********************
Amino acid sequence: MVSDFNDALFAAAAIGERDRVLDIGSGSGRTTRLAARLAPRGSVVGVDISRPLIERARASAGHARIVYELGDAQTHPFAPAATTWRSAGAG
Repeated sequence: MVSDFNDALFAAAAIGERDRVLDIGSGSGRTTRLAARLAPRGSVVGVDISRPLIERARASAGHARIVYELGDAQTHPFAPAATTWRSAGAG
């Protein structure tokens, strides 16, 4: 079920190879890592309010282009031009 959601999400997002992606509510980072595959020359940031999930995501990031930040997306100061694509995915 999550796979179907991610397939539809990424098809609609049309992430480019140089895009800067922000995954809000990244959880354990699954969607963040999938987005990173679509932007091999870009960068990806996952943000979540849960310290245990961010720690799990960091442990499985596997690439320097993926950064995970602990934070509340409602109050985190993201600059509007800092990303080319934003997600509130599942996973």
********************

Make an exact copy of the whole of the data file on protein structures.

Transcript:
Amino acid sequence: MVSDFNDALFAAAAIGERDRVLDIGSGSGRTTRLAARLAPRGSVVGVDISRPLIERARASAGHARIVYELGDAQTHPFAPAATTWRSAGAG
Repeated sequence: MVSDFNDALFAAAAIGERDRVLDIGSGSGRTTRLAARLAPRGSVVGVDISRPLIERARASAGHARIVYELGDAQTHPFAPAATTWRSAGAG
């Protein structure tokens, strides 16, 4: 079920190879890592309010282009031009 959601999400997002992606509510980072595959020359940031999930995501990031930040997306100061694509995915 999550796979179907991610397939539809990424098809609609049309992430480019140089895009800067922000995954809000990244959880354990699954969607963040999938987005990173679509932007091999870009960068990806996952943000979540849960310290245990961010720690799990960091442990499985596997690439320097993926950064995970602990934070509340409602109050985190993201600059509007800092990303080319934003997600509130599942996973």